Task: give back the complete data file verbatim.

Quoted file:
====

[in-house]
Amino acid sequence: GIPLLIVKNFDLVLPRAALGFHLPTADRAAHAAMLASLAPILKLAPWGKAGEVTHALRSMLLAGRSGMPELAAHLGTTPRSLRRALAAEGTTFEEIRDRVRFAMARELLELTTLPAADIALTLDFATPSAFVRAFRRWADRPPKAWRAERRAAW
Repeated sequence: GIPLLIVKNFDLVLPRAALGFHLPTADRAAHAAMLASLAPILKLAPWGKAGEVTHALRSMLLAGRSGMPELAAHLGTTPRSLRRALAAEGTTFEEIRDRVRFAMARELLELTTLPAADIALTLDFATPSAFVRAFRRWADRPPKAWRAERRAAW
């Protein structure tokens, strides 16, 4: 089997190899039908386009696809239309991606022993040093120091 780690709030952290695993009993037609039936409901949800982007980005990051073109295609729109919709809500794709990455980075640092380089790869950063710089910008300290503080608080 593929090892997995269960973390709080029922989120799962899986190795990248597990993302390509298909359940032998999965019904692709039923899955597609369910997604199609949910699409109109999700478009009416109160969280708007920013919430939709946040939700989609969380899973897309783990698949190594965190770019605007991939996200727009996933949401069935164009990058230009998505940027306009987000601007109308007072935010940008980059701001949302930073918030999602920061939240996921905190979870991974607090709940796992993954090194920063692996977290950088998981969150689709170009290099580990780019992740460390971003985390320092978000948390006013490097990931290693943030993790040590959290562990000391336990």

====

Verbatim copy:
[in-house]
Amino acid sequence: GIPLLIVKNFDLVLPRAALGFHLPTADRAAHAAMLASLAPILKLAPWGKAGEVTHALRSMLLAGRSGMPELAAHLGTTPRSLRRALAAEGTTFEEIRDRVRFAMARELLELTTLPAADIALTLDFATPSAFVRAFRRWADRPPKAWRAERRAAW
Repeated sequence: GIPLLIVKNFDLVLPRAALGFHLPTADRAAHAAMLASLAPILKLAPWGKAGEVTHALRSMLLAGRSGMPELAAHLGTTPRSLRRALAAEGTTFEEIRDRVRFAMARELLELTTLPAADIALTLDFATPSAFVRAFRRWADRPPKAWRAERRAAW
């Protein structure tokens, strides 16, 4: 089997190899039908386009696809239309991606022993040093120091 780690709030952290695993009993037609039936409901949800982007980005990051073109295609729109919709809500794709990455980075640092380089790869950063710089910008300290503080608080 593929090892997995269960973390709080029922989120799962899986190795990248597990993302390509298909359940032998999965019904692709039923899955597609369910997604199609949910699409109109999700478009009416109160969280708007920013919430939709946040939700989609969380899973897309783990698949190594965190770019605007991939996200727009996933949401069935164009990058230009998505940027306009987000601007109308007072935010940008980059701001949302930073918030999602920061939240996921905190979870991974607090709940796992993954090194920063692996977290950088998981969150689709170009290099580990780019992740460390971003985390320092978000948390006013490097990931290693943030993790040590959290562990000391336990």